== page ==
Costume

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Overview

The good news is, if you have monster kit you use for other larps, then you almost certainly have kit for Alba.

A Druid, a high-status Warrior and a Hunter

Three Key Points

  • Fantasy/Mythic Dark Ages look and feel. We are not looking for historical accuracy or a specific period or cultural feel, but anything that would not look out of place in a larp setting focussed on pre-Norman England, Celtic or Celtic Revival games should fit. If you are wearing mostly browns in natural fabrics, with multiple belts, some metal jewellery, and a knife, you will fit in.
  • Metal is precious and a sign of wealth and prosperity. Armour, where worn, should be leather or fur/padded; and given it provides no mechanical benefit, should be focussed more on wearability, practicality and comfort. Black leather armour should be well-worn and aged. Metal armour of any kind is specifically and strictly prohibited. All metal is precious and is reserved for either weapons in the case of bronze or rare and valuable iron; otherwise it is used for high-status ornamentation such as pins, buckles, brooches and fittings. The very poorest of Albanni may only be able to afford the metal for a knife and a belt buckle, whereas a chieftain might be dripping in necklaces and armbands
  • Natural Tones with Individualistic highlights. The Albanni colour palate is focussed on natural dyes and materials. Most Albanni from any part of the country will look and dress in a broadly similar way, and a broadly similar palette; they distinguish between lands by means of woad, and between villages by means of markings and village-specific insignia or regalia. One village might weave black feathers into ornamentation for all of their people; another might focus on shells; a third use a rusty red coloured wool for all of their tunics, or use foxfur and fox symboilism on their ornaments.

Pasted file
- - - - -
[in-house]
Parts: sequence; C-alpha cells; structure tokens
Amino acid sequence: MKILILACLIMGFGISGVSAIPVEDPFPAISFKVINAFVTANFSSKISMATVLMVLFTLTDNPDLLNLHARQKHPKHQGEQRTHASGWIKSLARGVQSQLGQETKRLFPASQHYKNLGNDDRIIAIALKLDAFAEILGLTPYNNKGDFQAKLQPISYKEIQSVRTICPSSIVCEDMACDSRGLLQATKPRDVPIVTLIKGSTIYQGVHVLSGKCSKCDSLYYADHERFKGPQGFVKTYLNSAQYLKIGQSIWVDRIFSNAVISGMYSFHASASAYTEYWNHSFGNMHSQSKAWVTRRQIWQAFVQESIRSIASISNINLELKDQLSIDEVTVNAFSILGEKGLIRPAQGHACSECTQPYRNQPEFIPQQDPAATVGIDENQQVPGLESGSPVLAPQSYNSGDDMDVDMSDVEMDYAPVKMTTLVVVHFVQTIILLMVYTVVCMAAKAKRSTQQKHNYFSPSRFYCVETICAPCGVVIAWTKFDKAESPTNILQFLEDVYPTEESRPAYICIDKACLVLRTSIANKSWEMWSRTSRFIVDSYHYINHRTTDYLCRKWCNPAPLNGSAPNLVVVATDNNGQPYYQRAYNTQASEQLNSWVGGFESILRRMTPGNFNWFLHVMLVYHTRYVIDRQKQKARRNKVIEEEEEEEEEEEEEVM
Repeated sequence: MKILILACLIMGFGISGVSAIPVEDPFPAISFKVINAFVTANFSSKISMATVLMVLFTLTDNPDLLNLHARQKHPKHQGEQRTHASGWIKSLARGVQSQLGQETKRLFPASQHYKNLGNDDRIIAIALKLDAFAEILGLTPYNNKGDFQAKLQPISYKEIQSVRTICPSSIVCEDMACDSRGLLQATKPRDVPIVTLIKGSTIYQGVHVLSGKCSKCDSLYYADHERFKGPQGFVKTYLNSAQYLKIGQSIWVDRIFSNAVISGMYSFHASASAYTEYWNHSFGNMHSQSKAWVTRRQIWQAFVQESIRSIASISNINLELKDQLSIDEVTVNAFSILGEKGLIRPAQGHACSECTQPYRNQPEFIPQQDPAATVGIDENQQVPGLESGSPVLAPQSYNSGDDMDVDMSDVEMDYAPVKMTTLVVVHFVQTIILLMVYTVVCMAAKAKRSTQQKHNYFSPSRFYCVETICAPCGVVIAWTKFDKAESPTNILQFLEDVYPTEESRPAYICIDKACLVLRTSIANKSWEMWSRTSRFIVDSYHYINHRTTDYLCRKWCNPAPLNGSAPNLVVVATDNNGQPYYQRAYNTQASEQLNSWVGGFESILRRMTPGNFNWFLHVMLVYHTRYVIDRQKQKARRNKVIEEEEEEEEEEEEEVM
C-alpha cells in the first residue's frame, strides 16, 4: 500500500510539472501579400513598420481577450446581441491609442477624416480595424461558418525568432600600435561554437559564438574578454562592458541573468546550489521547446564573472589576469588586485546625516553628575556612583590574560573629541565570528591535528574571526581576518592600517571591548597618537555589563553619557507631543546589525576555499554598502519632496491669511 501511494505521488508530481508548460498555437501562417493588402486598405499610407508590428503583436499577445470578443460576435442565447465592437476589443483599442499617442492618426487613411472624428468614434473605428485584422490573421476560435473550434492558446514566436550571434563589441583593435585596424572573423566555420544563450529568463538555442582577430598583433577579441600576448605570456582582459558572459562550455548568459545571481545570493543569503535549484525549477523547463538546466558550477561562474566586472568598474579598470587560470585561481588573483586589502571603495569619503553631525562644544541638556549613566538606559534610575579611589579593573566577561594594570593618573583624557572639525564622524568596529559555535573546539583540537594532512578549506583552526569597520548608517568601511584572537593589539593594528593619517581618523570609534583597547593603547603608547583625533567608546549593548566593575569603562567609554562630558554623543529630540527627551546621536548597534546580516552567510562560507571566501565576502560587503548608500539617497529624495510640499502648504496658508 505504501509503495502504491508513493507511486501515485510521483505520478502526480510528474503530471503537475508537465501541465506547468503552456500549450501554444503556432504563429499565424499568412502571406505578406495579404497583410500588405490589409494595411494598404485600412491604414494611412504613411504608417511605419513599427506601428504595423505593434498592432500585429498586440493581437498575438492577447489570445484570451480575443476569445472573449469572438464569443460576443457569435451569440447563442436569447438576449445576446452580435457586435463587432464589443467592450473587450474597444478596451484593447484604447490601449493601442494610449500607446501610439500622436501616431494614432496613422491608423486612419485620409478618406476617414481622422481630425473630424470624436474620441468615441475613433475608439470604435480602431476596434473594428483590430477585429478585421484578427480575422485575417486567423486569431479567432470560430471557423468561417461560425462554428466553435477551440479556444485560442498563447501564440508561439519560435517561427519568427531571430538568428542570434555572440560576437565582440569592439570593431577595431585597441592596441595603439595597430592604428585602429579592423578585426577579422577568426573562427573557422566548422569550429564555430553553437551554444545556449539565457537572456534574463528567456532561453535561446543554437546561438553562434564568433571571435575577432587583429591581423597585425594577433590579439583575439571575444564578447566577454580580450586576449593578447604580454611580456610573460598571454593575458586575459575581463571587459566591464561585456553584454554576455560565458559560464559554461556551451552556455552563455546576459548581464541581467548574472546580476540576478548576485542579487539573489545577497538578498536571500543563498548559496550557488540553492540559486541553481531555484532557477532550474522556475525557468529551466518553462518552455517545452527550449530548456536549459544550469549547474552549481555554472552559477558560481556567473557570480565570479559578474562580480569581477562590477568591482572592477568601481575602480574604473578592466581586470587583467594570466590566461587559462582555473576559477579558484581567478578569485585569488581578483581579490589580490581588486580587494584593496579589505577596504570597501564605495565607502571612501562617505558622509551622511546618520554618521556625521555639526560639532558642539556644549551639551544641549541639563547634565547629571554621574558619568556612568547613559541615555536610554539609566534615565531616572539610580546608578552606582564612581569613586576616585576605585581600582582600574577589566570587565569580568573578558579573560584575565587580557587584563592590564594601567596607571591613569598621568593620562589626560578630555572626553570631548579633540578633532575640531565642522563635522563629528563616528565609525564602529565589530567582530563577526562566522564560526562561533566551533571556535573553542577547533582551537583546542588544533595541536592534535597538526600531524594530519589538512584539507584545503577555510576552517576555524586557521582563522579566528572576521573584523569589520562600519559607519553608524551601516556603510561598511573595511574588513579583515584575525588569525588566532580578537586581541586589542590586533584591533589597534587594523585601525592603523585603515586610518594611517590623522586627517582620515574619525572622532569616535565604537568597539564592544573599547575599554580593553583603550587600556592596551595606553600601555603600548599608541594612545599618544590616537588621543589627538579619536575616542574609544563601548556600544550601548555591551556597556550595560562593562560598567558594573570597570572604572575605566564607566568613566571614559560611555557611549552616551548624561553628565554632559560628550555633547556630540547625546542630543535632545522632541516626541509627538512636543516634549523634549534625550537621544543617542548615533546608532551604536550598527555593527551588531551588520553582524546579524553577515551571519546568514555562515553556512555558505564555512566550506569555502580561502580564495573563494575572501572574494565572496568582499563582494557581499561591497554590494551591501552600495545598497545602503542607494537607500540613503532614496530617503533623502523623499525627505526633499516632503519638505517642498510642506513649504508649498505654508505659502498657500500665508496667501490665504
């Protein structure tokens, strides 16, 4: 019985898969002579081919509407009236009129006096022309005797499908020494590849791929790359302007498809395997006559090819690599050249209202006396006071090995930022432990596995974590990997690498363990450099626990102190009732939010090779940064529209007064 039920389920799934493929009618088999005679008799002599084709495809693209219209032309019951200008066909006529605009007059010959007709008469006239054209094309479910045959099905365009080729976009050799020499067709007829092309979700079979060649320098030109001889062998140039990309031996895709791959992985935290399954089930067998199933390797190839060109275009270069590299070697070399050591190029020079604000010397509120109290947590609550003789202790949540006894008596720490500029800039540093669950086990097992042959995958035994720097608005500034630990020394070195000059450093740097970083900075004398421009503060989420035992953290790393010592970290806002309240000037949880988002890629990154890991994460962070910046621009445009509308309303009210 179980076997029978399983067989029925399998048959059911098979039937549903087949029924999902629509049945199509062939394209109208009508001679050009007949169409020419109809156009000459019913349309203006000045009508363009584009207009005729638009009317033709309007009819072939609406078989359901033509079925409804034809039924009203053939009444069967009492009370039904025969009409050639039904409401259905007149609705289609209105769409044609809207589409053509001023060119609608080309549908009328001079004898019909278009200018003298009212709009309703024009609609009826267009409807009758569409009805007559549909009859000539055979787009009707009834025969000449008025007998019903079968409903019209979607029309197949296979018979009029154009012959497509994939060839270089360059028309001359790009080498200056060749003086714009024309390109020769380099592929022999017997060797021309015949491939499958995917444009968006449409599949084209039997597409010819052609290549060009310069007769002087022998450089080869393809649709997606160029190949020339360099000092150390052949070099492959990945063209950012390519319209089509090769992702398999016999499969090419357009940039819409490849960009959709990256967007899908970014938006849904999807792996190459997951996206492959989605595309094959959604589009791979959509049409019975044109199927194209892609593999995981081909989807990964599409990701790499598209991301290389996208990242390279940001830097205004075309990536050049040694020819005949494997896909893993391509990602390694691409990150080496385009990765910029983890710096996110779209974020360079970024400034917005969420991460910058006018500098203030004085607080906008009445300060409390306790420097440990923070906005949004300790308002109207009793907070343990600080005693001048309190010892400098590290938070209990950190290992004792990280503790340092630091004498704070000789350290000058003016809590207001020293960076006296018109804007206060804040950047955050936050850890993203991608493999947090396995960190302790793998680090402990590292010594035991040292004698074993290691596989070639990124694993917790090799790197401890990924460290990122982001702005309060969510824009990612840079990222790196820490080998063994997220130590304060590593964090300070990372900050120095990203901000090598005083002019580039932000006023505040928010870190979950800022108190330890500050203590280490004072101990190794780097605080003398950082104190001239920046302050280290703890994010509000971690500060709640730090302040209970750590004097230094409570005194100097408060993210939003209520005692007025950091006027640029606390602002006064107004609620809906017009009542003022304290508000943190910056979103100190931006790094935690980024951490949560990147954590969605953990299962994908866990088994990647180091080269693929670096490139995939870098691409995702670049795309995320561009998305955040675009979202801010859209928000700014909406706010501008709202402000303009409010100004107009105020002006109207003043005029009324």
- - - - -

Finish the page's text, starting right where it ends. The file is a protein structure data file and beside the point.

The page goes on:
Example Garments

The basic Albanni look is composed of:

  • Hero pants and a long tunic over the top…
  • …or a robe or dress…
  • with a cloak or a great-kilt style wrap over the top.
  • Boots or practical footwear


This is the basic look. The Albanni are a practical people; materials are often layered with a thinner cotton or linen tunic as a base layer with warmer woollen or leather layers over the top. Harder wearing garments and outerwear will often feature leather or fur. Belts play a big part in Albanni style;


How To Put Albanni Costume Together

The goal of the Albanni costume brief is to allow players to have a generic and multipurpose basic costume setup which can be easily sourced, and repeatedly used – the basic costume does not change but individualisation is done through ornamentation, customisation and rigging. In this way core costume components can be used and re-used for a variety of different scenariuos in Alba.


The costume brief is also designed to allow players to consider the weather and conditions and add or leave off layers as they see fit while still being “on-brief” – or to vary their look within a character’s lifespan.

Basic Costume Elements

Tunics and dresses, short or long, look for in a linen, cotton, polycotton or similar material. Aim for off-white or brown for base layers. Top layers could be light or heavier wool, polymix or similar; or perhaps even fur, faux fur, leather or leatherlike/vegan friendly material. These should be either a practical brown/tan or a brighter natural colour such as mustard yellow, russet red or an indigo blue. Patterned ribbon is a common edging and can be found easily at most haberdashers. Fur (or faux fur) can also be used to edge